The Tupper Lake Athletic Hall of Fame was established in 1987 by basketball coach Steve Skiff and in its 31-year history there have been nine coaches, three teams and 71 athletes inducted. In order to be inducted, a potential hall of Famer must be nominated to the athletic director’s office and a panel of current Hall of Famers will first discuss then vote to approve the nominee.

The highlights in Wendy’s athletic career are, in high school, she was the 2007 New York State Champion in outdoor track for the steeplechase; in cross country she was a three-time state meet placer with a 5th-place finish, a 3rd -place finish and a 2nd -place finish. She holds the Section X record for the steeplechase; Wendy was the NAC, Section X League MVP in 2006-2007 for indoor track; she was the NAC, Section X League MVP in 2004, 2005 and 2006 for cross country. In college at St. Lawrence University Wendy was a five-time NCAA champion and an eight-time All American.

Town leaders willing to meet village over consolidation talks

Dan McClelland

by Dan McClelland

Town leaders said Friday they are amenable to a joint meeting with their village counterparts to discuss ways local government operations here could be more efficient.

In recent weeks Trustee Ron LaScala has pushed town officials, first at their December meeting and later at the village board's own monthly meeting a week later, to begin a study of ways to consolidate the two local governments and their operations.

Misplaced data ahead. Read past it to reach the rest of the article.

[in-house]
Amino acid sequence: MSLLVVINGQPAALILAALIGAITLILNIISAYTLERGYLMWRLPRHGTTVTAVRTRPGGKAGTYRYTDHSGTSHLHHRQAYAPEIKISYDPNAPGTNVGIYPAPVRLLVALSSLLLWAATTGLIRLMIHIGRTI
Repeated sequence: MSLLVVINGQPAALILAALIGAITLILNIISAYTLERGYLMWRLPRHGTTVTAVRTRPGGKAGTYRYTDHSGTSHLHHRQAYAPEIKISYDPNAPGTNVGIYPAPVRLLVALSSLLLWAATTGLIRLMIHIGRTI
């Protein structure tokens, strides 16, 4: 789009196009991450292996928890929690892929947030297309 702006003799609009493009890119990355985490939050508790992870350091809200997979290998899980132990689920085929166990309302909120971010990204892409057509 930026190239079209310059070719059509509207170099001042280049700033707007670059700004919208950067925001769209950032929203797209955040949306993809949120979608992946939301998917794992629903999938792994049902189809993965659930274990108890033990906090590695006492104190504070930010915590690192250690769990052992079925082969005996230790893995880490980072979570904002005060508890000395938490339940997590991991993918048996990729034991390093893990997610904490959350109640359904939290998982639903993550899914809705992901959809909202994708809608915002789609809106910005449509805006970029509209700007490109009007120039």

The trustee right now favors a consolidation method where the village would expand to the same size as the town.

Following LaScala's presentation to his peers on December 19 Deputy Mayor Leon LeBlanc suggested the town and village boards meet early in the new year. Board members agreed and Mayor Paul Maroun said he would set up the joint meeting.

At the end of the town's lunch-time meeting Friday Councilman John Quinn raised the joint meeting suggestion with his colleagues, saying he was open to it.

“Maybe we should also be thinking of other things of mutual interest to discuss with them at the same time?” he suggested.

“We don't meet with them often, so it would be a good opportunity.”

Supervisor Patricia Littlefield thought the last time the two boards met in full session was about five years ago when the boards convened in the Wild Center's conference room to discuss the pending promotional contracts with ROOST (Regional Office Of Sustained Tourism).

“We talked about doing it more frequently, but it never came to pass!”

Mr. Quinn suggested that a representative of the Development Authority of the North Country (DANC) be invited to the meeting. DANC, which just completed the town's sewer and water district consolidation project, would be a likely candidate to do any village-town consolidation study.

The supervisor said she will also ask the state department of state, which has advanced various scenarios for municipalities to combine in recent years, to send a representative to any joint meeting of the local boards.

“That way we hear: 'not what I think I know,' but how it works!”

She said one of her fundamental questions in any discussion of a consolidation study is “who pursues it?”

Littlefield stressed: “I'm 100% behind a study. But we need to know who is supposed to do that study.”

“If the village wants to expand its boundary to the town...is that their study?”

“We're not shrinking. They want to expand!” she continued.

“I don't know that it's just not their business,” she confided to her board members.